Some years ago, I invited a friend to a women’s group to which I belonged. All went well at first and my friend enjoyed the meetings and activities. Then we held a joint event with the former members, those who had gone onto the more (ahem) senior version of the group. It was a bring and share supper and my friend brought along a cheese platter.
She said afterwards that she felt mortified. It was obvious these older women viewed her offering with distain. They had all cooked their homemade specialties and obviously thought she had made a very poor show with her supermarket dash of cheese and fruit.
These women, however, were either retired or “Ladies who Lunch,” and had the time to lovingly prepare their contributions to the meal. My friend had a demanding, full-time job; she simply couldn’t do it – even if she had wanted to, which she did not!
I remember reading a book – I wish I could remember the title and author – where the “perfect” heroine is reduced to buying mince pies from Waitrose and then bashing the tops so they look homemade. She revels in being the one they look at and ask, “How does she do it all?” and cannot bear to let anyone know she has not got it all together.
I think I am sometimes guilty of this. I know I am proud of the fact that nobody ever gets a bought greetings card from me; each one is hand made. Yet, surely, it is the sentiment inside that is important; the vehicle is merely a bit of paper, headed for the bin. Somebody here sent me an e-card last week to wish me a speedy recovery from the covid, and I was unutterably touched. You know who you and a big, big thank you. I am all better now.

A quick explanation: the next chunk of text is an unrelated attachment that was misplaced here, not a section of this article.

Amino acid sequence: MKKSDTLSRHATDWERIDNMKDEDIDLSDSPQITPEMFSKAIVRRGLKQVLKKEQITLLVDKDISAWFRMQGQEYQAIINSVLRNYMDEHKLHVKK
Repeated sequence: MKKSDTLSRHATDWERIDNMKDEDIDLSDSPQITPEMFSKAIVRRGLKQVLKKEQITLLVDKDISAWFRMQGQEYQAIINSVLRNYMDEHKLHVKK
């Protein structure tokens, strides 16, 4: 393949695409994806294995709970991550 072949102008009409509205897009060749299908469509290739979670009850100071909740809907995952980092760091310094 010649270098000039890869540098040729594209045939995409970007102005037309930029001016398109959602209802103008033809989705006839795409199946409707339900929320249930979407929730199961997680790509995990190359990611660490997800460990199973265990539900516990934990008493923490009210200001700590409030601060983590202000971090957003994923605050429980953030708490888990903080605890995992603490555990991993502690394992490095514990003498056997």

Homemade bread, homemade jam, home cooking, home gown and home brewed. These are all words that make us feel warm and comfortable and – if we produce that bread or jam – just a little superior.
The flipside of this is that we may feel a little inferior when we buy something ready-made. As we slip a convenience meal into the microwave, do we feel a small twinge that we have not prepared it ourselves from fresh ingredients?
But why should this be?
I do love to cook, and my food intolerances mean it’s important that I cook, as most prepared food contains gluten. When I am ill, however, I cannot cook, and my family eats whatever is easiest to unwrap and heat up. I have learned not to feel guilty about this, and to just be grateful for cans and packets.
I think we can sometimes apply this thinking to the chemicals in our brains. Clinical depression and bipolar disorder are caused by an imbalance of chemicals in our brains. Our brains need those chemicals for health. And, if we cannot make them ourselves, then shop-bought is absolutely fine.
A Moodscope member.
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